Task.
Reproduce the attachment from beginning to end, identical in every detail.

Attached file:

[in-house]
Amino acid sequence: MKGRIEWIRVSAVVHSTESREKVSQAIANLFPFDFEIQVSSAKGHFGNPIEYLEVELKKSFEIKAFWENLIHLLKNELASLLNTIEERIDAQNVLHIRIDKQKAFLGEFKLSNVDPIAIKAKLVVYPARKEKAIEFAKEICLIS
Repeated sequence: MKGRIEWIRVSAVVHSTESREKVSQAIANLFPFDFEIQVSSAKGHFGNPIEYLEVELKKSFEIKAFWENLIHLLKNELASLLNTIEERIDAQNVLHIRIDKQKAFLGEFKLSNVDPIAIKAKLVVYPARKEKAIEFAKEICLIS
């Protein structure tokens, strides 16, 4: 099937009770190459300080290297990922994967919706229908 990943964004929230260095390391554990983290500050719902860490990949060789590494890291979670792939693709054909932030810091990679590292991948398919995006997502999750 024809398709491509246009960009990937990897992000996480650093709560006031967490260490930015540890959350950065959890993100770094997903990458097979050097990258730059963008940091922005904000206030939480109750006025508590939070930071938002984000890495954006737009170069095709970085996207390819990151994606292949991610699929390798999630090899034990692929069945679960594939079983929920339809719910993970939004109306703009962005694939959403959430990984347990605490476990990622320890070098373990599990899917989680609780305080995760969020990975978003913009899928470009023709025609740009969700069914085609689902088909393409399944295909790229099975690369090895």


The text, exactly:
[in-house]
Amino acid sequence: MKGRIEWIRVSAVVHSTESREKVSQAIANLFPFDFEIQVSSAKGHFGNPIEYLEVELKKSFEIKAFWENLIHLLKNELASLLNTIEERIDAQNVLHIRIDKQKAFLGEFKLSNVDPIAIKAKLVVYPARKEKAIEFAKEICLIS
Repeated sequence: MKGRIEWIRVSAVVHSTESREKVSQAIANLFPFDFEIQVSSAKGHFGNPIEYLEVELKKSFEIKAFWENLIHLLKNELASLLNTIEERIDAQNVLHIRIDKQKAFLGEFKLSNVDPIAIKAKLVVYPARKEKAIEFAKEICLIS
């Protein structure tokens, strides 16, 4: 099937009770190459300080290297990922994967919706229908 990943964004929230260095390391554990983290500050719902860490990949060789590494890291979670792939693709054909932030810091990679590292991948398919995006997502999750 024809398709491509246009960009990937990897992000996480650093709560006031967490260490930015540890959350950065959890993100770094997903990458097979050097990258730059963008940091922005904000206030939480109750006025508590939070930071938002984000890495954006737009170069095709970085996207390819990151994606292949991610699929390798999630090899034990692929069945679960594939079983929920339809719910993970939004109306703009962005694939959403959430990984347990605490476990990622320890070098373990599990899917989680609780305080995760969020990975978003913009899928470009023709025609740009969700069914085609689902088909393409399944295909790229099975690369090895």